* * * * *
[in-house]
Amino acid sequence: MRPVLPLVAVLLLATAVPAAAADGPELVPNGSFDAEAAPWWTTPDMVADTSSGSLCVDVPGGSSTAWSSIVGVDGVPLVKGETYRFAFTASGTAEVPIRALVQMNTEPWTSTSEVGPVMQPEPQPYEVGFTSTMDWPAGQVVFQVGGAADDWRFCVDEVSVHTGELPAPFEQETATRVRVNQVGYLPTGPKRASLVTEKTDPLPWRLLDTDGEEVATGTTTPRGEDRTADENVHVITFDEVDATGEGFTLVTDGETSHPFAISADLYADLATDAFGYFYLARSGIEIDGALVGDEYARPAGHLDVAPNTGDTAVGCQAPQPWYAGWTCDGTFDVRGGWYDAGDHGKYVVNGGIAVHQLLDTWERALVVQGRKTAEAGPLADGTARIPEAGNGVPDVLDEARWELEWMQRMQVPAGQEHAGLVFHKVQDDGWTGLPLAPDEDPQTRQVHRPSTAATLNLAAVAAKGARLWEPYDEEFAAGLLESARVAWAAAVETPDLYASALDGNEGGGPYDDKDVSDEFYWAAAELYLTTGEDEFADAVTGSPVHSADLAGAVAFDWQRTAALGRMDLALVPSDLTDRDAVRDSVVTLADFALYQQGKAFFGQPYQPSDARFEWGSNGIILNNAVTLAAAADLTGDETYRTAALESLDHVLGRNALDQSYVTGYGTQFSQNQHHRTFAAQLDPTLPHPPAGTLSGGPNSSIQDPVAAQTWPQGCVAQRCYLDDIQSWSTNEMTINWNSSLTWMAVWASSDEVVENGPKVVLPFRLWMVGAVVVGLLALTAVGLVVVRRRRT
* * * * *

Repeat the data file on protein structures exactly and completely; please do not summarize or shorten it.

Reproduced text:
[in-house]
Amino acid sequence: MRPVLPLVAVLLLATAVPAAAADGPELVPNGSFDAEAAPWWTTPDMVADTSSGSLCVDVPGGSSTAWSSIVGVDGVPLVKGETYRFAFTASGTAEVPIRALVQMNTEPWTSTSEVGPVMQPEPQPYEVGFTSTMDWPAGQVVFQVGGAADDWRFCVDEVSVHTGELPAPFEQETATRVRVNQVGYLPTGPKRASLVTEKTDPLPWRLLDTDGEEVATGTTTPRGEDRTADENVHVITFDEVDATGEGFTLVTDGETSHPFAISADLYADLATDAFGYFYLARSGIEIDGALVGDEYARPAGHLDVAPNTGDTAVGCQAPQPWYAGWTCDGTFDVRGGWYDAGDHGKYVVNGGIAVHQLLDTWERALVVQGRKTAEAGPLADGTARIPEAGNGVPDVLDEARWELEWMQRMQVPAGQEHAGLVFHKVQDDGWTGLPLAPDEDPQTRQVHRPSTAATLNLAAVAAKGARLWEPYDEEFAAGLLESARVAWAAAVETPDLYASALDGNEGGGPYDDKDVSDEFYWAAAELYLTTGEDEFADAVTGSPVHSADLAGAVAFDWQRTAALGRMDLALVPSDLTDRDAVRDSVVTLADFALYQQGKAFFGQPYQPSDARFEWGSNGIILNNAVTLAAAADLTGDETYRTAALESLDHVLGRNALDQSYVTGYGTQFSQNQHHRTFAAQLDPTLPHPPAGTLSGGPNSSIQDPVAAQTWPQGCVAQRCYLDDIQSWSTNEMTINWNSSLTWMAVWASSDEVVENGPKVVLPFRLWMVGAVVVGLLALTAVGLVVVRRRRT